Throughout my time as an access-to-justice scholar, I have noticed a meaningful gap in our collective understanding of the scope of civil justice problems in the United States and of the real work needed to address the access-to-justice crisis.
“Hey, I want you to know that I’ve got your back.” How many of us have ever said something like that to a colleague or friend? More pointedly, how many of us have ever truly meant those words? And what does “having another person’s back” actually look like?
Science explains that our minds are like icebergs: Our conscious awareness represents 10% of the iceberg above the surface of the water, and our unconscious awareness represents 90% of the iceberg unseen below the surface of the water. We are not aware of 90% of our thoughts/brain functions, which are unconscious—by definition.
I sowed each seed in my garden with equal care and affection. I took great pains to ensure optimal growing conditions: watering them, providing the prescribed fertilizer and periodically extracting weeds.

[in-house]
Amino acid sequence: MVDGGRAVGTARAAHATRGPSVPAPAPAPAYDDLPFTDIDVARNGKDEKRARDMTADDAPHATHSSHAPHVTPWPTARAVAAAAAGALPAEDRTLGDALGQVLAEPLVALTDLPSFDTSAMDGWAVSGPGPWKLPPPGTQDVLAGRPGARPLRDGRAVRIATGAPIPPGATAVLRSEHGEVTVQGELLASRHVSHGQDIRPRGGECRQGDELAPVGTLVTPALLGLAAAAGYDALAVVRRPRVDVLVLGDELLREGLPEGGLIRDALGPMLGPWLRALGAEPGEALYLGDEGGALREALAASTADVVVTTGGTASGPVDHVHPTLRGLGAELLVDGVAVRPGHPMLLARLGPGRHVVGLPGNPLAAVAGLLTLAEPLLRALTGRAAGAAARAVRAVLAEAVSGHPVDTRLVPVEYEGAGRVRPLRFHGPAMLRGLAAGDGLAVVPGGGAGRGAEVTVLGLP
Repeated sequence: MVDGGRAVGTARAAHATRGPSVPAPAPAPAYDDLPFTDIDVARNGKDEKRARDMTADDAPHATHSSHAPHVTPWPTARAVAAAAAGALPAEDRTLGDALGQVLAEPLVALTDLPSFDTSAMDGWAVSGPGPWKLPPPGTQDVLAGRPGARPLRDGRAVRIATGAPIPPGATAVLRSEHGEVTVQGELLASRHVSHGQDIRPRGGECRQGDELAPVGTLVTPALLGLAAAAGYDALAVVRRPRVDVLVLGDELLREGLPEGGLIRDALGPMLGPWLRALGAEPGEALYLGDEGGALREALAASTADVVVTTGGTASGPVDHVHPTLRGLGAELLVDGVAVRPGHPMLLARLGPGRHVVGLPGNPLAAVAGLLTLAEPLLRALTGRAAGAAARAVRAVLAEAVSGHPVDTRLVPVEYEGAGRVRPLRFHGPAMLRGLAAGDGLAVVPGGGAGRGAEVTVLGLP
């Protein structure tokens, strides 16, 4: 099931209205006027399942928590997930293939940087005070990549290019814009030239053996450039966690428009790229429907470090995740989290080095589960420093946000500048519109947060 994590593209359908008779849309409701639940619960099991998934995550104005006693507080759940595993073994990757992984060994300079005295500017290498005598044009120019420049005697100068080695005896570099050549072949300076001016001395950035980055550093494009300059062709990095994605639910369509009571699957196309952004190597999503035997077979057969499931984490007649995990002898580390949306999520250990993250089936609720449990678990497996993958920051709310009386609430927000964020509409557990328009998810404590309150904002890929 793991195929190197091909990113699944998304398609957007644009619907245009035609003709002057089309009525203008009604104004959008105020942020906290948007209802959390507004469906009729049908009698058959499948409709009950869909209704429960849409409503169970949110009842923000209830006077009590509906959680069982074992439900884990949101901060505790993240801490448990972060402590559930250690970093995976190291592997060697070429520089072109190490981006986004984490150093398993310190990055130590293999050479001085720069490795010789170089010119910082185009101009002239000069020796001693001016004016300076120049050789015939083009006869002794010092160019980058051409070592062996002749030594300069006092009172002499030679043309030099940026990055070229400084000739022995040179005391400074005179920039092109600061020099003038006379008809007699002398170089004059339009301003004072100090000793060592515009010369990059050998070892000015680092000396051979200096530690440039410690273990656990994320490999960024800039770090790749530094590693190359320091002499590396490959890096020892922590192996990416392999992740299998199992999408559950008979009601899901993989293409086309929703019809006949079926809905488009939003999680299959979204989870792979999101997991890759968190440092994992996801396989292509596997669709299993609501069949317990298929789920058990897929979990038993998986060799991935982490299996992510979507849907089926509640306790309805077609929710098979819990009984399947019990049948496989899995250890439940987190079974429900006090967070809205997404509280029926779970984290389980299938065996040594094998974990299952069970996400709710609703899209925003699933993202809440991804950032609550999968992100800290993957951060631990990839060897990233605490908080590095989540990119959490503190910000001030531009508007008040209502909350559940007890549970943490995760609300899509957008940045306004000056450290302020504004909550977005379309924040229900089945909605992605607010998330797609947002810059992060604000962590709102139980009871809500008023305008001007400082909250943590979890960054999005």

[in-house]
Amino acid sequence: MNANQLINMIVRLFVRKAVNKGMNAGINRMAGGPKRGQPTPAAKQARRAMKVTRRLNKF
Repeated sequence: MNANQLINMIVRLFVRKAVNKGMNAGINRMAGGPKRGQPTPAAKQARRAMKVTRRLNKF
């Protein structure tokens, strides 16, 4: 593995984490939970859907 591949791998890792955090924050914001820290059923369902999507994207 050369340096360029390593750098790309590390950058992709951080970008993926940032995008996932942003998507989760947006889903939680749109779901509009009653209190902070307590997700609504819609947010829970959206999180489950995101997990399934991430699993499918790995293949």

Back in the day, I ran with the big dogs in BigLaw. Now, after suffering with clinical depression for more than 20 years and surviving a suicide attempt, I am happier than ever in the legal profession. My mental health journey is a cautionary tale, but one with a message of hope.
Concerns about starting your first job after law school are justified. It is terrifying. For many, the first year as an associate will be your first professional job. Little has prepared you for the difficult, confusing and stressful first year ahead.
There are three levels of positive responses to suffering. The first, sympathy, is merely the mental recognition that suffering is present. The second, empathy, includes an emotional component, with the effect that we feel for the person who is suffering. The third, compassion, includes the desire or motivation to do something about that person’s suffering.